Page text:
The dawn of a new year, as I reflect on the stage performances of 2006 ... if the old holiday adage is true, that good things come in small packages, it’s particularly true of theater in the East Bay. Last year held a few welcome surprises, and they were mostly on the boards trod by small companies.
Incredibly, there are more than 400 theater companies and projects in the Bay Area, maybe five or six times the number 20 years ago or so. With such a wealth of ever-changing productions, it means a greater range of styles and material to choose from than ever—and that no single spectator or reviewer can even begin to keep track of, much less see, all of it.
That also means just what the past year’s experience has borne out: any time a spectator feels jaded that the possibilities of the local stage have been plumbed, she or he will be proven wrong—very likely by some unassuming show dropped in on in some unexpected venue. Nobody, in any sense, has seen it all.
A couple of cases in point: approaching Alameda’s Altarena Playhouse production of Death of a Salesman, I wondered how much even a venerable community theater could mine from a much-produced and discussed postwar classic, a difficult play even for the greatest of professionals. But Sue Trigg’s direction and a good ensemble brought out lyrical and wryly humorous elements, seldom seen in stagings of Miller plays, in an integral performance, a triumph by any standards.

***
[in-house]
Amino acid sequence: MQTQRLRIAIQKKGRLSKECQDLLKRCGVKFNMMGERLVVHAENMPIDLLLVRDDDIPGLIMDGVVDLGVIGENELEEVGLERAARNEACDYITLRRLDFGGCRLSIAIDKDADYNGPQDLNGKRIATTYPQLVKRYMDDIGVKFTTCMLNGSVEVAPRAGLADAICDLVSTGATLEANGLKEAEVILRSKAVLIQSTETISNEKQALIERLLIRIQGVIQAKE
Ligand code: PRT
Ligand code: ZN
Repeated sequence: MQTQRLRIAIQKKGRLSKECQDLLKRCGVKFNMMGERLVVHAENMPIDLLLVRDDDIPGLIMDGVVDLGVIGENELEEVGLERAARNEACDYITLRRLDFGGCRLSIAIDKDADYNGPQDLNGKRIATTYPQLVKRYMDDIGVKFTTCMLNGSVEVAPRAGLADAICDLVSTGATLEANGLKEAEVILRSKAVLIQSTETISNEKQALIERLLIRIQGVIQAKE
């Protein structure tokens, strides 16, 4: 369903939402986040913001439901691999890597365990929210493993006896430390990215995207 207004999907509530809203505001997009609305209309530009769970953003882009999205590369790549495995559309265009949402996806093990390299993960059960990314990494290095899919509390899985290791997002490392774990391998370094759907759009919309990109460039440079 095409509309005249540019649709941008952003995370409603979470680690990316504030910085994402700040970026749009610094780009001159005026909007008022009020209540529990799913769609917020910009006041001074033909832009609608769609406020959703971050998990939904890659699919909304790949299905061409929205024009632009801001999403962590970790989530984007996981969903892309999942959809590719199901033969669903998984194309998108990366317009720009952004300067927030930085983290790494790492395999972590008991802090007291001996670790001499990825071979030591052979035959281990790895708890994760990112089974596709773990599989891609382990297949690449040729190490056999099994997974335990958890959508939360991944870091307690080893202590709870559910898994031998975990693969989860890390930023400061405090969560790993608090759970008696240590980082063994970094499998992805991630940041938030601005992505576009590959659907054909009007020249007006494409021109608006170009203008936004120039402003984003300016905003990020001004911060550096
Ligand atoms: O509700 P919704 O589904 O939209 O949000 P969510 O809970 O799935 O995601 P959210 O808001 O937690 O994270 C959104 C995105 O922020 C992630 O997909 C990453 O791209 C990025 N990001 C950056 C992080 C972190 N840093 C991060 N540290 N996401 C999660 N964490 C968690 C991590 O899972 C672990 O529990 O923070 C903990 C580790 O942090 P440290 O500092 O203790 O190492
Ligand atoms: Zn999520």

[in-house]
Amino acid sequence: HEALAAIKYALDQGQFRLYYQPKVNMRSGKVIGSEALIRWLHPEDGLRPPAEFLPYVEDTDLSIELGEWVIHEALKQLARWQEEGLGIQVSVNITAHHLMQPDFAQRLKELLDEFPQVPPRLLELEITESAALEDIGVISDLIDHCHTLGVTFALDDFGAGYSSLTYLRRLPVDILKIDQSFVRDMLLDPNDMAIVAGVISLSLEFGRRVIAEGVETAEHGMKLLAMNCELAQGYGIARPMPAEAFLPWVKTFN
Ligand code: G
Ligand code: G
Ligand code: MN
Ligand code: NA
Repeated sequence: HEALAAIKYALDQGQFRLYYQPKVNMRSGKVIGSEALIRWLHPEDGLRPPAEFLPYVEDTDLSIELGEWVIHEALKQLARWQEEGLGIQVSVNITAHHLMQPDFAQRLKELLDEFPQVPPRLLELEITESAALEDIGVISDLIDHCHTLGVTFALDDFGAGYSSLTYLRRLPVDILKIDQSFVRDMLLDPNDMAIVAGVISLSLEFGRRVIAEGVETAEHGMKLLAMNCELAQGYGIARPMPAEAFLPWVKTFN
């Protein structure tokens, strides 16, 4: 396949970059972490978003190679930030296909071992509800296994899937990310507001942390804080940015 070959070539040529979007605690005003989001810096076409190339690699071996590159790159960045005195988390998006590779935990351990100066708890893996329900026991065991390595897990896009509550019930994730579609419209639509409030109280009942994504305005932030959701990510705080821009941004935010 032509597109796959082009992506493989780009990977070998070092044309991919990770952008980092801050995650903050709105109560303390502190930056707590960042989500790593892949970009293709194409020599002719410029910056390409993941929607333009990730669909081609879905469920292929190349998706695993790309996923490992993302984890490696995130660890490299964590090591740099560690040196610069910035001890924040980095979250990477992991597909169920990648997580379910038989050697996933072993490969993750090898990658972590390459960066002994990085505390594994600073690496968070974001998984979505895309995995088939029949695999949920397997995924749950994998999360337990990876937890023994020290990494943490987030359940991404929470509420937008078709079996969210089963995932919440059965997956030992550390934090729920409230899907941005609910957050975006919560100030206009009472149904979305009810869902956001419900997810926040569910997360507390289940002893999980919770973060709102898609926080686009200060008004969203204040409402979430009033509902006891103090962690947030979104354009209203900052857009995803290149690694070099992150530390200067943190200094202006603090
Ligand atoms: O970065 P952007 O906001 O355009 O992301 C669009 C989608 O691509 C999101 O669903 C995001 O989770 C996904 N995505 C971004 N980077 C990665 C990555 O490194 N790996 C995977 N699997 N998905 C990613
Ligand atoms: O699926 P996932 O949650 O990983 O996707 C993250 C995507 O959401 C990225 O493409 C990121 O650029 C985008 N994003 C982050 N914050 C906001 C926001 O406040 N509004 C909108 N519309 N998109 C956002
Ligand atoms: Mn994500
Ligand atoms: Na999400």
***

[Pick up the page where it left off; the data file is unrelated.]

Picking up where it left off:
And fledgling Ten Red Hen put on a poor mouth production of a big commercial (and usually hi-tech) musical as The 99 Cent Miss Saigon at the Willard School Metal Shop. By playing it straight, as they flaunted “cheap” production values, Ten Red Hen somehow registered a critique of the play’s view of the war in Vietnam, and an unlikely venue became a lively cabaret. Their Clown Blue debuts in March.
Some smaller companies consolidated their gains in experience, setting new horizons for the future. TheatreFIRST, with their excellent production values and international, socially thematic focus, made themselves the only resident troupe in downtown Oakland in their Old Oakland Theatre on 9th off Broadway. Shotgun Players, who found a home at Ashby Stage, produced an important theater lab series on offnights and, with their past three shows (Ragnarok, Love Is a Dream House in Lorin and The Forest War), including their first commissions, seem to be developing a kind of broadly populist house style of storytelling. And Stan Spenger, founder of Subterranean Shakespeare, put on a lively Richard III at the Berkeley Art Center. He also showed a good hand with Ibsen’s Hedda Gabler for Actors Ensemble, who elected him president of the Berkeley community troupe.
Community theater has been thriving, not only with Actors Ensemble and Altarena, but with the splendid, mostly amateur Masquers of Pt. Richmond and the more semi-pro Contra Costa Civic, both celebrating many decades of playing.
An unusual community project realized onstage, the medieval Islamic fable about human stewardship of the world, Island of Animals, brought director, adaptor and scholar Hafiz Karmali from Paris for a joint production with a truly diverse cast, by Fremont’s Afghan Alliance and Golden Thread, the vigorous and important producer of the ReOrient play festival and other cultural events concerning Middle Eastern identity. Occasionally, Golden Thread has joined forces with Oakland’s Darvag, playing in both English and Farsi, for audiences of all ages and cultures.